Twenty third operation Dresden



Twenty third operation Dresden


Handwritten note giving brief details of the operation and a relevant newspaper cutting titled 'Dresden. 2,000-ton double RAF blow'.

Temporal Coverage

Spatial Coverage




One handwritten note and two newspaper cuttings on an album page


This content is available under a CC BY-NC 4.0 International license (Creative Commons Attribution-NonCommercial 4.0). It has been published ‘as is’ and may contain inaccuracies or culturally inappropriate references that do not necessarily reflect the official policy or position of the University of Lincoln or the International Bomber Command Centre. For more information, visit and





2,000-ton Double RAF Blow
German Achtungs indicate that Dresden, set ablaze by a double R.A.F. raid in the night, was bombed 12 hours later in daylight to-day by powerful Allied air fleets.
It was the first time that R.A.F. Bomber Command had been ordered to make a tactical attack at night in support of the Red Army, and it may be that Air Marshal Sir Charles Portal, Chief of the Air Staff, brought with him from Yalta instructions by the “Big Three” to deliver this and similar assaults whenever possible.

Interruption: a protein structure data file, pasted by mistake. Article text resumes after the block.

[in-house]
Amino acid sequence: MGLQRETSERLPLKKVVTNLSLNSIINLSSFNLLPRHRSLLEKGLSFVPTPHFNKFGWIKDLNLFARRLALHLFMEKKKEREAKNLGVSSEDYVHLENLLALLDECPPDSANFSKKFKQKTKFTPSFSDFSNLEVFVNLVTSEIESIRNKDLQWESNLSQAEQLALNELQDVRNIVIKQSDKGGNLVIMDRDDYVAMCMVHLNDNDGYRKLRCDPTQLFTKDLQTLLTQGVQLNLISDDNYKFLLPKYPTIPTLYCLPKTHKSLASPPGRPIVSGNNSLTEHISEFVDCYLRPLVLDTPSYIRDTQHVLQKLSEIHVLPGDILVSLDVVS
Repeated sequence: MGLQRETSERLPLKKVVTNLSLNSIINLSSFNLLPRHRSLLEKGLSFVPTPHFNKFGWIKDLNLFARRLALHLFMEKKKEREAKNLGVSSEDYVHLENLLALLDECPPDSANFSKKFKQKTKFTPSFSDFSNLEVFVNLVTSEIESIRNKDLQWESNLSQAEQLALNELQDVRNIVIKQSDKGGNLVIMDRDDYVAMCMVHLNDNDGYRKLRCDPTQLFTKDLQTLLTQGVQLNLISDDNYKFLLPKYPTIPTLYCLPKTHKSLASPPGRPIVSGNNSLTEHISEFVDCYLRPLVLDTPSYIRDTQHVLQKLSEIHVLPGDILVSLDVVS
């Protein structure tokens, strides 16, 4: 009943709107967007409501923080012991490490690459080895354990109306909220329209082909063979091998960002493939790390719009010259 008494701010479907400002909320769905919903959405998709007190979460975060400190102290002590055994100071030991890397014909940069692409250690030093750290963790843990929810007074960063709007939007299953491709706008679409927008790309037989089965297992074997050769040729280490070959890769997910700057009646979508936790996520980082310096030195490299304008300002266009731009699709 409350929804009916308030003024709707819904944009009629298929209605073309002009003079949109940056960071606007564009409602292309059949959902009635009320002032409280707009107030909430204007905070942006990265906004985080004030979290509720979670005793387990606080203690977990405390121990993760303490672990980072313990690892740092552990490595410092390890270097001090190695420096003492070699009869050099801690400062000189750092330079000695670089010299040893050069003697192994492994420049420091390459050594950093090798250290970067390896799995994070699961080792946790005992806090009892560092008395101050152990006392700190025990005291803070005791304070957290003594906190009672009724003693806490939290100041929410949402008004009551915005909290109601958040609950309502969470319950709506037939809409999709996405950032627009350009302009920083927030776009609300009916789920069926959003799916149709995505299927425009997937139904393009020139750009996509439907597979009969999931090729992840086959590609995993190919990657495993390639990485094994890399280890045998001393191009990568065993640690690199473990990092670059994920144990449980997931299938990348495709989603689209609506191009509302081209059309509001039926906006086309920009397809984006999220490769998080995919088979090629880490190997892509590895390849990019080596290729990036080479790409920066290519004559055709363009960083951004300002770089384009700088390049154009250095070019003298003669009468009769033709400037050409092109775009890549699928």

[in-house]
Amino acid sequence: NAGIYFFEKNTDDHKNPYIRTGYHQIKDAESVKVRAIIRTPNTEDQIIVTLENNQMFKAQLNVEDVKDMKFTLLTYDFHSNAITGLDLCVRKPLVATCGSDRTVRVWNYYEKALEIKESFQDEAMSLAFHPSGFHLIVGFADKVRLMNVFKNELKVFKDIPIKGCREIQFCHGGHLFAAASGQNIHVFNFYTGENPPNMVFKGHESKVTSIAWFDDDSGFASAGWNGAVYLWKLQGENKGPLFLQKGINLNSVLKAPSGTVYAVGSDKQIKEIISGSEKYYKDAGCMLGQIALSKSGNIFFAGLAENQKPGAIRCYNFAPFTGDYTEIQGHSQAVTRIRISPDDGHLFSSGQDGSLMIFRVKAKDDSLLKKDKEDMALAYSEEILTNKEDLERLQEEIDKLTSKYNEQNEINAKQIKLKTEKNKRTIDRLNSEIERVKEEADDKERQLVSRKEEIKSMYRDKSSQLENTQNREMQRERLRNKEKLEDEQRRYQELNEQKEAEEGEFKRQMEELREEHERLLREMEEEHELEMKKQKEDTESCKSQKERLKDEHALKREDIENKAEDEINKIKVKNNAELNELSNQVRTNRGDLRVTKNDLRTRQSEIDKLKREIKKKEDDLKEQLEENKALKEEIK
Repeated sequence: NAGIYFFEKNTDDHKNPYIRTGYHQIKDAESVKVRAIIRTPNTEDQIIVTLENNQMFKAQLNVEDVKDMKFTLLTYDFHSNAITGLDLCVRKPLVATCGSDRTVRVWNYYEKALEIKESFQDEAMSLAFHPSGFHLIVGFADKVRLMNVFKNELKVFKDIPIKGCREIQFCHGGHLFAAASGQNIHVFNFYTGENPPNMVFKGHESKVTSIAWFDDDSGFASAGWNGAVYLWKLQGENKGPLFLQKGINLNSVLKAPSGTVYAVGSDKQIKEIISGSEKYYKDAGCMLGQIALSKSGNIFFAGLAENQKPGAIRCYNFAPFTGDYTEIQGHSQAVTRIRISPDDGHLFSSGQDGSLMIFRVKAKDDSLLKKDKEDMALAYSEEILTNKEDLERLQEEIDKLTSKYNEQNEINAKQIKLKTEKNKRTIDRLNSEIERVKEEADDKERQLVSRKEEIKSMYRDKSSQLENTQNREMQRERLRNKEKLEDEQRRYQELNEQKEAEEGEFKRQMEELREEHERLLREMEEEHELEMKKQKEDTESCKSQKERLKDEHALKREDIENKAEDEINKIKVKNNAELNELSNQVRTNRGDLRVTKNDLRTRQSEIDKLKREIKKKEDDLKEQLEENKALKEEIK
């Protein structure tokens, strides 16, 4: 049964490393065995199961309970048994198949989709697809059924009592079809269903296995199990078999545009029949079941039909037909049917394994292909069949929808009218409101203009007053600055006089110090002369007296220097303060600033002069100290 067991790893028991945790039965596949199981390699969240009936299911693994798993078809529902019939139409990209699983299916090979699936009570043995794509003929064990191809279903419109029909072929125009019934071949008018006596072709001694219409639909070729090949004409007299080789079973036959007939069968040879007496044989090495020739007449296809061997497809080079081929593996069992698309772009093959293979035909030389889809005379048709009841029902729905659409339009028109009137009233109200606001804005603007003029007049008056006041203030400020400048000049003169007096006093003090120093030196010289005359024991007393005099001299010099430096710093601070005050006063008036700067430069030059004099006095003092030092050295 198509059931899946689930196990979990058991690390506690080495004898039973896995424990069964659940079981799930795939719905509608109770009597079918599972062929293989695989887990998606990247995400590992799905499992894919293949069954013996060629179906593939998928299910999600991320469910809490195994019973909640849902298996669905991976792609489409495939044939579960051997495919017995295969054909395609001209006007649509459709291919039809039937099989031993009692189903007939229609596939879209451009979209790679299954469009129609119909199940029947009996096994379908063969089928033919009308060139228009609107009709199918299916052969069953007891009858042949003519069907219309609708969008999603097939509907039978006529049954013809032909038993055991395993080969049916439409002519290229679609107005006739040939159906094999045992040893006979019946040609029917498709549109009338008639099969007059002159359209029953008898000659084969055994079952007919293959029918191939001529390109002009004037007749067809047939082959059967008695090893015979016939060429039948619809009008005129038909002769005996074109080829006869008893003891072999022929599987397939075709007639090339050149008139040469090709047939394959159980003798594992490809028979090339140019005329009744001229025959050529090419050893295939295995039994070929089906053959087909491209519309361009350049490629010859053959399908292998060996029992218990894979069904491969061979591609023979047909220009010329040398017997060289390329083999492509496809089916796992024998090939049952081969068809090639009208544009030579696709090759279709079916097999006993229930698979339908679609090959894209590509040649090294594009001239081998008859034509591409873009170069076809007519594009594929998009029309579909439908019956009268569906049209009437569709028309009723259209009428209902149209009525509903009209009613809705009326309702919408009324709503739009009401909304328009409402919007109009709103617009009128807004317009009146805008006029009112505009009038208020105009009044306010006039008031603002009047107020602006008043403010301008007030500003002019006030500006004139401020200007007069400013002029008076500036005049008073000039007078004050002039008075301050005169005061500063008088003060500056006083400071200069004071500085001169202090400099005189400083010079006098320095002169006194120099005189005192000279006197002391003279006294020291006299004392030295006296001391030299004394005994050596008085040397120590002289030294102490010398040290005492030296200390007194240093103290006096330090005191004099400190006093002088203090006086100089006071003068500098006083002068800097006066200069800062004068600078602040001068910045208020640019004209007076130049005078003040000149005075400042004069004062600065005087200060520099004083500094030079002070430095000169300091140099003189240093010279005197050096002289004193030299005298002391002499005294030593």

Minute-by-minute Nazi radio warnings reported a 300-mile-long bomber armada over Germany, going in from the west to-day, ending with “Achtung: the bombers are over Dresden and Prague.”
U.S. heavies were office [sic] reported over Gremany, and Forts and Liberators swarmed out over Britain’s East coast from dawn.
Two-Way Attack
Other Nazi radios reported bombers flying over Austria towards the Reich.
Eight hundred R.A.F. heavies in a double raid in the night had rained well over 2000 tons of bombs on Dresden as Marshal Koniev’s Red Army, 70 miles away, raced along the roads to this vital German base for the defence of Eastern Germany.
Four hours after the first R.A.F. attack the second force went in. Great fires were left and the whole city was blanketed in smoke. There was one giant explosion.
Lancaster crews bombing Dresden last night could see the East Front battle. “As we left the target I could see endless fires and explosions in the east.” Said Flight-Sergeant Frank Bramley, a mid-upper gunner from Toronto.
“The Russians were laying down all kinds of stuff on the Germans. Gun flashes spattered all along the Western Front as well, but it did not compare with the East Front.
Crews said the raid was “bang on.” “Dresden was one mass of fires.” Said one pilot. “They won’t manufacture much war stuff there for some time to come.”

Twenty Third Operation
Tuesday Night. February 13th 1945.
Airborne 9hrs 50mins


“Twenty third operation Dresden,” IBCC Digital Archive, accessed September 28, 2023,

Item Relations

This item has no relations.